By IRA HELFAND
The recent deal with Iran shows that progress can be made to control the spread of nuclear weapons.
The United States worked with the other permanent members of the United Nations Security Council, the P5, to secure this deal. But while world leaders acted effectively to deal with the danger posed by Iran’s nuclear program, they ignored the far greater threat posed by their own arsenals.
There are more than 17,000 nuclear weapons in the world. Ninety-five percent of these weapons are in the United States and Russia. Israel, India and Pakistan each have about a hundred warheads. The rest are held by the other P5 states: China, France and the United Kingdom.
Studies show that even a “limited” nuclear war would be a global disaster. A conflict confined to one region of the world, as might occur between India and Pakistan, involving just 100 Hiroshima sized bombs, less than 0.5 percent of the world’s nuclear arsenals, would cause worldwide climate disruption. The smoke from burning cities would rise into the upper atmosphere, blocking sunlight. Temperatures across the planet would fall, precipitation would decline and crops would fail.
The resulting global famine would threaten 870 million people in the developing countries who are already malnourished, and 300 million people who live in countries that depend on imported food.
In addition, the crop failures in China would be so huge that an additional 1.3 billion people there would also face severe food shortages. All told, more than 2 billion people would be at risk. China, the world’s largest country, home to the world’s second largest, and most dynamic, economy, would be cast into social and economic chaos.
A catastrophe of this magnitude is unprecedented in human history. It would not lead directly to the extinction of the human species, but it would, in all probability, put an end to modern industrial civilization.
It is not just the arsenals of India and Pakistan that threaten this disaster.
A comparable use of nuclear weapons, by any of the nuclear weapons states, would cause the same effects. A single U.S. Trident submarine carries 96 warheads, each of which is 10 to 30 times more powerful than the Hiroshima bomb. That means that each of these submarines can cause nuclear famine many times over. The United States has 14 of them, and an arsenal of land missiles and strategic bombers. The Russians have the same level of overkill capacity in their arsenal.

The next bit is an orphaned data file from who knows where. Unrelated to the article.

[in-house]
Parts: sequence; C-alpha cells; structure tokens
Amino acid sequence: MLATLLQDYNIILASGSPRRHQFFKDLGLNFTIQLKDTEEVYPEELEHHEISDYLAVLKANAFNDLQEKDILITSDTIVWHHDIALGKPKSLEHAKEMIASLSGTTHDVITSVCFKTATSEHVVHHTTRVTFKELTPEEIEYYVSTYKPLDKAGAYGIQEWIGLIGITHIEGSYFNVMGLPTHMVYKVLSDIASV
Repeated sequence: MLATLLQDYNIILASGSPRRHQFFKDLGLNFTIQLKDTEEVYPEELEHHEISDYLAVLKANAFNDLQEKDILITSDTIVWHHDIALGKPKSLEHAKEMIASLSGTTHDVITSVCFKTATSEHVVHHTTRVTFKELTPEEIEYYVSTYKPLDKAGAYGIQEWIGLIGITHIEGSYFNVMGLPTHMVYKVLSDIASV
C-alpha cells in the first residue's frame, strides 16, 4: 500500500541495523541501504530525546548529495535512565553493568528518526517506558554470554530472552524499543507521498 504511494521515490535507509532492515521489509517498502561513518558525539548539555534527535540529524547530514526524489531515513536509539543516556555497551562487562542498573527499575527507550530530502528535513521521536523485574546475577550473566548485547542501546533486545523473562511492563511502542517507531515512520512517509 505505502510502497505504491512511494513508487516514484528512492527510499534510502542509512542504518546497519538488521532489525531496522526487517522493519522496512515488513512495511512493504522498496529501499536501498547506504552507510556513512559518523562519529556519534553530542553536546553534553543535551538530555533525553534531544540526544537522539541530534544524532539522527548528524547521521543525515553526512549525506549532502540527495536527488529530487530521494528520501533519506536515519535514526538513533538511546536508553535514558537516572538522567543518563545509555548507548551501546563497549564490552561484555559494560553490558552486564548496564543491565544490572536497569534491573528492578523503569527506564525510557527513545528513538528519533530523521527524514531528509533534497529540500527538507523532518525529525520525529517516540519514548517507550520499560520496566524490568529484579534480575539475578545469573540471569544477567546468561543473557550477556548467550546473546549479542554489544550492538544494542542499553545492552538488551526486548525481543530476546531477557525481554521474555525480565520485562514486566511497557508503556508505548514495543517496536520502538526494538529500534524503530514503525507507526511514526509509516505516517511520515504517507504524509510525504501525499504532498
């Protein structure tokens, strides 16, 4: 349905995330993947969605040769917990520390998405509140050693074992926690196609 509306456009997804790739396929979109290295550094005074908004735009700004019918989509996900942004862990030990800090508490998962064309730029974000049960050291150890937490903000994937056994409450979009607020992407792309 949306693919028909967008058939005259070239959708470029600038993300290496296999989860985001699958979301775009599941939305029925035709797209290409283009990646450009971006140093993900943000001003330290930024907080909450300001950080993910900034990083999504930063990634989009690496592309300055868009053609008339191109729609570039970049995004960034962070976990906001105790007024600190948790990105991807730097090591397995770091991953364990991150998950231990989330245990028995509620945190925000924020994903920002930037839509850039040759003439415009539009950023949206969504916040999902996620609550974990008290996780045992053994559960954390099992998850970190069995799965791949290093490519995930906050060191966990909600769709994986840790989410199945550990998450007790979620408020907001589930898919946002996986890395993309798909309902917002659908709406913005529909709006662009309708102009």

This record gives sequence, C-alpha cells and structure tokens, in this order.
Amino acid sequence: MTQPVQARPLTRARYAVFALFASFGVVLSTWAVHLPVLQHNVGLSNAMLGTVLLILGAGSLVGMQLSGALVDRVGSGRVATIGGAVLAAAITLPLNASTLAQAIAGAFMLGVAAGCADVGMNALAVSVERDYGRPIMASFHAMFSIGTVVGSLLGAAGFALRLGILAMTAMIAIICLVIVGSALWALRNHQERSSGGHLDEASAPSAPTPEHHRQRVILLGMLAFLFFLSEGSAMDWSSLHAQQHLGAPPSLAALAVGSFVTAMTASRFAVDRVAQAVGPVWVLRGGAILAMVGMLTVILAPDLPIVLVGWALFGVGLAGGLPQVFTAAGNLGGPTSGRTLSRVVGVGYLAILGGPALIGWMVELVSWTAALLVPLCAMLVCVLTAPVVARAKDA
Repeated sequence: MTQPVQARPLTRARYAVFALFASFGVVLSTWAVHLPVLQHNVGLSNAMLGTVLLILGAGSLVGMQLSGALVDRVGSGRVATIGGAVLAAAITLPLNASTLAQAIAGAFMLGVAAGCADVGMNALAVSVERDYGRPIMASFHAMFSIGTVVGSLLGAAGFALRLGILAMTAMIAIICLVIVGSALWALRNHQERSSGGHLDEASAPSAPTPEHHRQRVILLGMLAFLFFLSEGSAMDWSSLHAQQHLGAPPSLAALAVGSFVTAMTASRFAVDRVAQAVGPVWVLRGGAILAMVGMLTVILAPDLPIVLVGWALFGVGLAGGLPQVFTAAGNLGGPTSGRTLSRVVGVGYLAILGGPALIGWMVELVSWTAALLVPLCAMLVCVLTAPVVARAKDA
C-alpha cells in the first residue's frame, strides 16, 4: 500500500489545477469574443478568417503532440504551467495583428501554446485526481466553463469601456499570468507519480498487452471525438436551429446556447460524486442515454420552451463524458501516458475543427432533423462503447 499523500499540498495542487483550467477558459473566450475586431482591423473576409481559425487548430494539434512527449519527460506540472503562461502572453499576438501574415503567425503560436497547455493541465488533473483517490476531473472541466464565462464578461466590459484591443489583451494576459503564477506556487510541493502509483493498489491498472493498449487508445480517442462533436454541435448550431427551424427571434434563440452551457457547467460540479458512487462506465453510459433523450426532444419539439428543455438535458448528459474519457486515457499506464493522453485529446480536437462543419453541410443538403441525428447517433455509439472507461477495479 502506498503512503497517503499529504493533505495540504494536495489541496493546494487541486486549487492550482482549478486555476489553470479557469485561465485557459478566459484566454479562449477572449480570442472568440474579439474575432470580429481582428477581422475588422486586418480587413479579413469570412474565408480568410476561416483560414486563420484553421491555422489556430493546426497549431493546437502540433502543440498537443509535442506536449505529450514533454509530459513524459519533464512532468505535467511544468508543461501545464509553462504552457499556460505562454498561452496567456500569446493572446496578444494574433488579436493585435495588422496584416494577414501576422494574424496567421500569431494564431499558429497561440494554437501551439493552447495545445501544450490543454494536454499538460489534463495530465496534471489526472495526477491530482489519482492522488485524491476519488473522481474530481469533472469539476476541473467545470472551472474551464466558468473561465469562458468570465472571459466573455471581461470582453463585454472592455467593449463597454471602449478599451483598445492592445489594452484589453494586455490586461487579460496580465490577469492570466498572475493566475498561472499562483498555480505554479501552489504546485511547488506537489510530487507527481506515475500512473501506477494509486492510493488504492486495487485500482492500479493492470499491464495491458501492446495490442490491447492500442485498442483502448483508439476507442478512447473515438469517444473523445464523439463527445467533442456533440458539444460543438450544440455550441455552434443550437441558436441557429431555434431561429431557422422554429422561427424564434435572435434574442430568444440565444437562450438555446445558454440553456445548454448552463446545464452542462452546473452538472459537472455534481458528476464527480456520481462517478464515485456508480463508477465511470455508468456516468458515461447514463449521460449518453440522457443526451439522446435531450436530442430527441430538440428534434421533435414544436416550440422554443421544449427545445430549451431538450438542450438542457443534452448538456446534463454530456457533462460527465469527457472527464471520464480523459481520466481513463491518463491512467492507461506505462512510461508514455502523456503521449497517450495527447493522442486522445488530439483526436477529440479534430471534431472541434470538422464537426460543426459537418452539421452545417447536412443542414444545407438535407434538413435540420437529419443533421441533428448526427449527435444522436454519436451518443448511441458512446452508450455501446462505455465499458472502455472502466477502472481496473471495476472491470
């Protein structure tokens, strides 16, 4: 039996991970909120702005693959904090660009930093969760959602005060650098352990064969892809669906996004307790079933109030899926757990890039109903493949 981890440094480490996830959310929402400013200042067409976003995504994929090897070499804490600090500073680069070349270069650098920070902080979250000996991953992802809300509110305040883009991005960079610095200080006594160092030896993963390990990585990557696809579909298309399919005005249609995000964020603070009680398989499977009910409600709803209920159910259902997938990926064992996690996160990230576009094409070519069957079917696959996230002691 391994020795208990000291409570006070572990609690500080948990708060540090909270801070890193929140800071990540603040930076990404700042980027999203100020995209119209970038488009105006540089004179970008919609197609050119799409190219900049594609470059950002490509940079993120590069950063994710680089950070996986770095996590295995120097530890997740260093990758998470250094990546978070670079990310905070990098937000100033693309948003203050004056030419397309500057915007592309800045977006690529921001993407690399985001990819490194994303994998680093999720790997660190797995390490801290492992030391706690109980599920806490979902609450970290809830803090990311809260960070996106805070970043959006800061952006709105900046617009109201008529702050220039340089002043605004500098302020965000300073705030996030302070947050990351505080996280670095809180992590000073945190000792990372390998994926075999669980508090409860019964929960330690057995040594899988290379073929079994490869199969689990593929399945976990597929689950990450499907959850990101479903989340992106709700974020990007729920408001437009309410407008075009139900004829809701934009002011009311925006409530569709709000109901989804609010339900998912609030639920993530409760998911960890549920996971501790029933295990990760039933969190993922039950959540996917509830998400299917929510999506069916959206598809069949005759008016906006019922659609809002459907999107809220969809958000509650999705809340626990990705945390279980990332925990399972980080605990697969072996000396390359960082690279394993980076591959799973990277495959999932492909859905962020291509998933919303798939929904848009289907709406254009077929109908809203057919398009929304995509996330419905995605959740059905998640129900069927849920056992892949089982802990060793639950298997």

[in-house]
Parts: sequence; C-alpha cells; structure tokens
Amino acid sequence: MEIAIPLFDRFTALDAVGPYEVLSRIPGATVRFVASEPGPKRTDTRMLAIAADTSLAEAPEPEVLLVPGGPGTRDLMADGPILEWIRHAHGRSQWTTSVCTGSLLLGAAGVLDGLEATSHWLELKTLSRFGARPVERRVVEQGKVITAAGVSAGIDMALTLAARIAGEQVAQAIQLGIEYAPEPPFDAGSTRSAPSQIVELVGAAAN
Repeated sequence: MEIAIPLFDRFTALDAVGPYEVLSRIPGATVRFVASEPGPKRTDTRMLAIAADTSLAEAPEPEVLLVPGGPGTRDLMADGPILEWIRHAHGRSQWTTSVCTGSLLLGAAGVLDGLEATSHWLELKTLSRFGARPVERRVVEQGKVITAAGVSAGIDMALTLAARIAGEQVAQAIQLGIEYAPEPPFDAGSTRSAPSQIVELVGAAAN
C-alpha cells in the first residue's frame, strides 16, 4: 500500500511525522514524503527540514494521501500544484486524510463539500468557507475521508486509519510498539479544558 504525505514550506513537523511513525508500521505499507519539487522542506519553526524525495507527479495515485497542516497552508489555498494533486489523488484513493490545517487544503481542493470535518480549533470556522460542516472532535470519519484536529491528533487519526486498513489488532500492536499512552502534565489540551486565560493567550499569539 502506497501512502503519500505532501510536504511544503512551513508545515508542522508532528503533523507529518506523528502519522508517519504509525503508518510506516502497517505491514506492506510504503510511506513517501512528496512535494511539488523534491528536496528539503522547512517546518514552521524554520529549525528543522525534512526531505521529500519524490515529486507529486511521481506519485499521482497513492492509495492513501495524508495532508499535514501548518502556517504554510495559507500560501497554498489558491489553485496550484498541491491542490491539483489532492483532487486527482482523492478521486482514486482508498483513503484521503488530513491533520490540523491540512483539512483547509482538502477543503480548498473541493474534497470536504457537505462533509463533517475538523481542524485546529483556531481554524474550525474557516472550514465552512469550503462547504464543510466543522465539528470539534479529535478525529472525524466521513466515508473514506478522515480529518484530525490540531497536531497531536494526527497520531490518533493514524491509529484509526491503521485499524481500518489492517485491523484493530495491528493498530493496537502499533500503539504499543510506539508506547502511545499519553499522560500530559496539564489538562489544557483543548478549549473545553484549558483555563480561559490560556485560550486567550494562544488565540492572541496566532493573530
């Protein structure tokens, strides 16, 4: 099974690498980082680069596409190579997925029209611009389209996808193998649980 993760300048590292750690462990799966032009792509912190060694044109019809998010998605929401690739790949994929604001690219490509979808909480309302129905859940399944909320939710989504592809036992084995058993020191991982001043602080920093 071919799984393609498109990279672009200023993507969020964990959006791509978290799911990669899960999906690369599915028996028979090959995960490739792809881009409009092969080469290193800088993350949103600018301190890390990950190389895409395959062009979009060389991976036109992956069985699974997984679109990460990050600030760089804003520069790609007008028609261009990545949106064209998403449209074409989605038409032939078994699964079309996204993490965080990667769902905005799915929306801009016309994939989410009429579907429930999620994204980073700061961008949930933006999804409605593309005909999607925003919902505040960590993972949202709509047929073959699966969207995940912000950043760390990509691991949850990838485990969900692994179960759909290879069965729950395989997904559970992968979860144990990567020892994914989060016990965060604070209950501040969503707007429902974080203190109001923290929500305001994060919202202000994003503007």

We know of at least five times since 1979 when we have been minutes away from an accidental nuclear war because either Moscow or Washington thought, mistakenly, that they were under attack.
No wonder most of the world is afraid of our weapons. The International Red Cross has launched a major campaign to eliminate nuclear weapons. Last fall 125 nations joined in a statement at the United Nations calling for the abolition of all nuclear weapons. The United States and the other P5 nations refused to join this statement.
In February, more than 100 nations will convene in Mexico to discuss what will happen if nuclear weapons are actually used. The United States boycotted the last such conference in Oslo this past March. This time we should go the meeting, and we should embrace and lead the growing international movement to abolish nuclear weapons.
Any agreement to reduce nuclear weapons will have to be carefully verified, and there will have to be strict enforcement measures built in to the agreement. It won’t be easy. But we really don’t have a choice. It is profoundly unrealistic to assume that we can continue to maintain enormous arsenals of nuclear weapons and somehow they will never be used. And we now know that even a very limited use of these weapons will be a catastrophe for us all.
Throughout the nuclear era we have been very lucky on many occasions. A hope for continued good luck is not an acceptable U.S. national security policy. We need instead to pursue hardheaded negotiations with all nuclear weapons states so that we can achieve for our children the security of a world free of these terrible weapons.
Ira Helfand is an urgent care physician at Family Care Medical Center in Springfield. He is past president of Physicians for Social Responsibility and co-president of International Physicians for the Prevention of Nuclear War, recipient of the 1985 Nobel Peace Prize. He is author or its new report “Nuclear Famine: Two Billion People at Risk?”